Astrophotography is awesome fun, so long as you don’t mind being up late! But it can feel pretty intimidating when beginning. A good place to start is photographing something like the moon and using it to practice the basics of astrophotography and photo editing.
The moon, especially when full, is very bright in the night sky. So, we don’t need super expensive gear to get high-quality pictures! An entry level DSLR will easily do the trick; the most important part of getting a detailed shot of the moon is the lens. You’ll want a 200mm lens or longer for lunar photography and a tripod.
200mm, ISO 800, f/5.6, 1/4000s
Most DSLR’s “auto” setting won’t take good lunar pictures, so we’re going to go full manual. This means setting the ISO, aperture, and shutter speed ourselves. Each capture light in a different way.
- ISO is how sensitive the sensor is to incoming light - a high ISO means more light but super high ISOs will lower image quality
- Aperture is how much light the lens is allowing in - and confusingly the lower the number the more light is being let in, so f/2.8 lets in more light than f/16.
- Shutter speed is how long the shutter is open - the longer the shutter is open the more light it lets in, it is denoted in seconds so a shutter speed of 1/125 means the shutter is open for 1/125th of a second.
If you’re a total beginner, start out with the following settings:
If the moon is still too bright, increase the shutter speed a few stops to 1/320 or 1/400 as needed.
600mm, ISO 100, f/14, 1/320s
While 1/250 is a relatively quick shutter speed that would usually work well for handheld photography, long lenses photograph such a narrow field of view that any shake will cause blur. That’s where the tripod comes in handy, to make sure your shots are as crisp as possible. For super long lenses or in windy conditions you’ll want an even faster shutter speed which will mean changing the ISO and/or aperture. For example, the picture below was taken with a 600mm lens in high winds, so getting a clear picture was very hard.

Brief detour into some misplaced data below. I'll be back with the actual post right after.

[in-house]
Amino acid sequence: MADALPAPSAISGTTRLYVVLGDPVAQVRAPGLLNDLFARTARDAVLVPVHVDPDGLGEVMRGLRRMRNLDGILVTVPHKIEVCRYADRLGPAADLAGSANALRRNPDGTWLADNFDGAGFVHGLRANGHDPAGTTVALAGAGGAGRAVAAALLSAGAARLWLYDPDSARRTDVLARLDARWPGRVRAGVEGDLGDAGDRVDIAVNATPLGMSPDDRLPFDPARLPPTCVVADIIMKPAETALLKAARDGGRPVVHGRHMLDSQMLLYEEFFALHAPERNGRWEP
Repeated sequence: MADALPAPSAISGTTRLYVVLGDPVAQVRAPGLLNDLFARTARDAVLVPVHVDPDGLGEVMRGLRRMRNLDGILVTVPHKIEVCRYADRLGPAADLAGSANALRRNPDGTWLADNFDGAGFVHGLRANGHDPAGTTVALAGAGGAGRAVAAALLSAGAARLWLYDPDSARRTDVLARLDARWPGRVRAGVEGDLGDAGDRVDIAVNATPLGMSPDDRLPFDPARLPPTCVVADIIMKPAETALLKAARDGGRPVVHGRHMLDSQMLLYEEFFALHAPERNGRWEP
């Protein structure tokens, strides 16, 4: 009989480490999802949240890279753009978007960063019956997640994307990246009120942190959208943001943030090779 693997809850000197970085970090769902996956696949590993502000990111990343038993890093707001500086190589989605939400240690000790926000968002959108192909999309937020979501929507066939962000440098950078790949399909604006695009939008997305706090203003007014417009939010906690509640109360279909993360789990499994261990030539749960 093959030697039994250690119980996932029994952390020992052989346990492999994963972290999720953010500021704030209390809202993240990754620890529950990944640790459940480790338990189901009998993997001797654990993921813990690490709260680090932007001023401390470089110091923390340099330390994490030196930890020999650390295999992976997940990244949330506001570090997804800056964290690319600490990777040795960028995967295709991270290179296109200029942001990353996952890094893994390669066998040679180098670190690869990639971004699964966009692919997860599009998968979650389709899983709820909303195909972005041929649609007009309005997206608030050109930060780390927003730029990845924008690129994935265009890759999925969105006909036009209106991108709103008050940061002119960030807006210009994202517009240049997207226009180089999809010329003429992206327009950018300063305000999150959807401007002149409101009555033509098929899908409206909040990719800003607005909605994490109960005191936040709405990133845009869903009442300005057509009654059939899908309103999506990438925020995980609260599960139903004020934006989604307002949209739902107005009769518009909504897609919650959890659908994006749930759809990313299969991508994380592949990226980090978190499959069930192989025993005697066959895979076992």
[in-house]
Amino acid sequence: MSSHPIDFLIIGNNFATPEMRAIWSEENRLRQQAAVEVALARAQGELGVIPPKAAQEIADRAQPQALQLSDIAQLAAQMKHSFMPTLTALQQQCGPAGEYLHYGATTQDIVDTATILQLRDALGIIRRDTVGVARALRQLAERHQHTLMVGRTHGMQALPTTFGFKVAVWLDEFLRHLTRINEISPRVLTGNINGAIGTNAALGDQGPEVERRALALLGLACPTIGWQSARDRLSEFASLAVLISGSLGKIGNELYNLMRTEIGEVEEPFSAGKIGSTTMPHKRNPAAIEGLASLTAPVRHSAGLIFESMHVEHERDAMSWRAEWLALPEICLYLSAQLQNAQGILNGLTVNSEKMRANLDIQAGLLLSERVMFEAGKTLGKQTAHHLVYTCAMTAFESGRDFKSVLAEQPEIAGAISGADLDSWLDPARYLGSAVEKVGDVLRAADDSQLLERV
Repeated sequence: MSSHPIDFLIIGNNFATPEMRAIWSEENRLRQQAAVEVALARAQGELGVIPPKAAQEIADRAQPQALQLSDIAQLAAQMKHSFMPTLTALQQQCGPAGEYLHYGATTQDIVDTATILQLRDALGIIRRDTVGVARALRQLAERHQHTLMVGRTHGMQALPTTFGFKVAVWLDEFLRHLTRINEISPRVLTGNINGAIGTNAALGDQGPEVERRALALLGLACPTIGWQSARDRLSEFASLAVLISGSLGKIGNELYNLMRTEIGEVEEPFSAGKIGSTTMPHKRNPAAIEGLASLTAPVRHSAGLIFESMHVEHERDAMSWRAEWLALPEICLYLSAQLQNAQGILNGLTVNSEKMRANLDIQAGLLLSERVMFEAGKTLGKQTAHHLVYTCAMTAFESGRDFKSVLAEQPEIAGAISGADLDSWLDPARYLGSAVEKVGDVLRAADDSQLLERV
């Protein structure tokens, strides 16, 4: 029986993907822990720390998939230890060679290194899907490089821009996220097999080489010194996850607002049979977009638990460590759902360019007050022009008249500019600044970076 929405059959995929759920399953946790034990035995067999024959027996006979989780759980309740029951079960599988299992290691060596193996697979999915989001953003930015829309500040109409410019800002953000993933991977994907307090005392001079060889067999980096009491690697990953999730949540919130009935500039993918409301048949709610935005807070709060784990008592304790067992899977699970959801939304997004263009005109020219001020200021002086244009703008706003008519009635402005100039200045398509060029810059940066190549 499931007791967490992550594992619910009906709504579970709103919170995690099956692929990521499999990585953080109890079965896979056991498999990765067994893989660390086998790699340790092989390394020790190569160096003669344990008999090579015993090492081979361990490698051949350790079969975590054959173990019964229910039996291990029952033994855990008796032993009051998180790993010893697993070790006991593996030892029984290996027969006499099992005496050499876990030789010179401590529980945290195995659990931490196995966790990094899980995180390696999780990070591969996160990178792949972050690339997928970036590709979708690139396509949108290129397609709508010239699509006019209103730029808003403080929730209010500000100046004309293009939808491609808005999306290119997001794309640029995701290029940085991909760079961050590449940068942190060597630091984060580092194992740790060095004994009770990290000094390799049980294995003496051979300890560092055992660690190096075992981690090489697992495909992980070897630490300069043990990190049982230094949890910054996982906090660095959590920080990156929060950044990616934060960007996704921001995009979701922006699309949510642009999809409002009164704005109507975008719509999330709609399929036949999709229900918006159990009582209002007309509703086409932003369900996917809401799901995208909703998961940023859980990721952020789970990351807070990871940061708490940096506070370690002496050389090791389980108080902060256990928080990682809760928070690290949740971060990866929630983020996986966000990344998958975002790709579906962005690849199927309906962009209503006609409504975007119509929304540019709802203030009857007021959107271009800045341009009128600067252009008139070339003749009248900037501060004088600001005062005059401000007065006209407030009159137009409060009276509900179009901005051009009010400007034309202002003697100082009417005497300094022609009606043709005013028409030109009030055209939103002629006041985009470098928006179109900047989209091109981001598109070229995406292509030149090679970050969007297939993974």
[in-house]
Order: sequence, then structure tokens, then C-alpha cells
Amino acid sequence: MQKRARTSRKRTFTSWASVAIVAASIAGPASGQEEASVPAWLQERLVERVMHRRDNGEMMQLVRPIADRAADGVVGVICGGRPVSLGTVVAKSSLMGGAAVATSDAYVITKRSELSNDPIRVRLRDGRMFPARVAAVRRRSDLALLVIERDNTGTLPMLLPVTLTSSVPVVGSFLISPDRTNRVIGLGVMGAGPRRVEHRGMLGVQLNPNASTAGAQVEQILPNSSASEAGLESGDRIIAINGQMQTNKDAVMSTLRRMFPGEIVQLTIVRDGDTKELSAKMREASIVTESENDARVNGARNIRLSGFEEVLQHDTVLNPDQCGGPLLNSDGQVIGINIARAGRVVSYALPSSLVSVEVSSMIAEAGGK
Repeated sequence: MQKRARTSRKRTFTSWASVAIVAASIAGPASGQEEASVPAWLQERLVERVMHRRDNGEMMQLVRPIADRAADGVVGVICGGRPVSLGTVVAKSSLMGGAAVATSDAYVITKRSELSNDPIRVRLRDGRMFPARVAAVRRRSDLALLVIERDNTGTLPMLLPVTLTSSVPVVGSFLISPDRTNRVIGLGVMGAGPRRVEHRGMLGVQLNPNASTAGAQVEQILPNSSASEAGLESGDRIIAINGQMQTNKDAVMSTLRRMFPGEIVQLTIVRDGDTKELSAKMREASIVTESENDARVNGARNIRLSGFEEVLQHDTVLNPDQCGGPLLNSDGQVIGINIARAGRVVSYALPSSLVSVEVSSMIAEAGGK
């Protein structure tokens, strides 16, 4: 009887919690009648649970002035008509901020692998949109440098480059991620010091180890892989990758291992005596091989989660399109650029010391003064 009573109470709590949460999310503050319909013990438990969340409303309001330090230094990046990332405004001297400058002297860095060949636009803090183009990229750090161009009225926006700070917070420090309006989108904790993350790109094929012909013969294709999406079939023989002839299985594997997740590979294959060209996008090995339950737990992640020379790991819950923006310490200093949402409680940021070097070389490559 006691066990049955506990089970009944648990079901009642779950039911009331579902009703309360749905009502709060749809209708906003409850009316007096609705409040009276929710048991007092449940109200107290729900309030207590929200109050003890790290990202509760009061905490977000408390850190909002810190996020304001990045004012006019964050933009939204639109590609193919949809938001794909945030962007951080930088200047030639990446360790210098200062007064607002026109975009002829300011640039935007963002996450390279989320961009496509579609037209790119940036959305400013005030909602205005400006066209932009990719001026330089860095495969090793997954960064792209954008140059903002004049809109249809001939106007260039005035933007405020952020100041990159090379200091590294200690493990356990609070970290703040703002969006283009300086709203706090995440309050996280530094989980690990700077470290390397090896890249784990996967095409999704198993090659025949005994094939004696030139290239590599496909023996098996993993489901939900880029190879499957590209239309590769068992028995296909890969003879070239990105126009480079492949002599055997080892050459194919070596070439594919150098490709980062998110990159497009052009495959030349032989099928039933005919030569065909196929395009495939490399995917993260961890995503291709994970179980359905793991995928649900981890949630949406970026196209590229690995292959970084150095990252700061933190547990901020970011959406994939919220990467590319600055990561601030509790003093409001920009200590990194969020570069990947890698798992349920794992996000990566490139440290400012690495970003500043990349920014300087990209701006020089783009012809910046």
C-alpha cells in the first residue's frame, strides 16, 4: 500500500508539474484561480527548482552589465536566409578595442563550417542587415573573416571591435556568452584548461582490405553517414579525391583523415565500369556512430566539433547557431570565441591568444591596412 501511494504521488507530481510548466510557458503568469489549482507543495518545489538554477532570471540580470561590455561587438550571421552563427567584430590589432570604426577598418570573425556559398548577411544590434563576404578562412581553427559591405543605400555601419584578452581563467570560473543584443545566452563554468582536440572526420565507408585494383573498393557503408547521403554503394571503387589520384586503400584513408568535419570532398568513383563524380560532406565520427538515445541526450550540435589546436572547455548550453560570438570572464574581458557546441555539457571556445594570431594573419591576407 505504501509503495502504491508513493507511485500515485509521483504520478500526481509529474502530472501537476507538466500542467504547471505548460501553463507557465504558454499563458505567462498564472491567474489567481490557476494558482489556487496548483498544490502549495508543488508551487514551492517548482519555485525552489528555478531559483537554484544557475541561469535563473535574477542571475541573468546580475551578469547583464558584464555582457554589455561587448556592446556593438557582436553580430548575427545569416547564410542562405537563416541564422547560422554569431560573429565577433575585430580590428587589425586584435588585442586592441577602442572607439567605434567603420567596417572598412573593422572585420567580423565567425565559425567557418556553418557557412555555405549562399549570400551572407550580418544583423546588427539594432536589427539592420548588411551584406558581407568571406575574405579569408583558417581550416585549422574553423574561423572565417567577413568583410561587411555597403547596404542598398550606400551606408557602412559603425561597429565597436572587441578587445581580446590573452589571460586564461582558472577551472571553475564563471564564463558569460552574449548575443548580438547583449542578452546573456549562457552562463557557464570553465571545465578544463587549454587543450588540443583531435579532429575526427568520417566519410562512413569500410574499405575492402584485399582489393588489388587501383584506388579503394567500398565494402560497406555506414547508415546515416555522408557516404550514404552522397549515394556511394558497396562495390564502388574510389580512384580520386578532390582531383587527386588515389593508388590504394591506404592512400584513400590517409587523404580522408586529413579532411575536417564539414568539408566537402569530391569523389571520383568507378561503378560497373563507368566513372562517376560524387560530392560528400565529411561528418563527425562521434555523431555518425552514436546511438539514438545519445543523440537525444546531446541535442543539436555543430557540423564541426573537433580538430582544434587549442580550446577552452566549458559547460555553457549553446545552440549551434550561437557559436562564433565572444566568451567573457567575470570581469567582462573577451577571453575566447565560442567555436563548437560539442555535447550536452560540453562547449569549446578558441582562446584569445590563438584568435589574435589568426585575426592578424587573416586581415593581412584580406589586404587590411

To counteract this I used the following settings:
Don’t be afraid to try different settings to see what you like most! Photography is an art after all :) You can expose and edit it in different ways to highlight different aspects, for example in this picture the moon is severely overexposed but this allows Mars to be visible in the frame as well (that little speck on the bottom right).
150mm, ISO 2000, f/5, 1/50s
When it comes to post-production, the moon is a breeze. Typically I use Adobe Lightroom (but any photo editing software can work) and my main edits will be my exposure, increasing the contrast, and sharpening the image. For example, the picture was edited in Lightroom in the following way:
600mm, ISO 100, f/14, 1/320s
When starting out, keeping things simple is better, but as you get better at editing you can start changing other settings as well to achieve a look you like, there’s no real right or wrong here. As I said, this is an art! Your personal touch is what makes your pictures special and unique.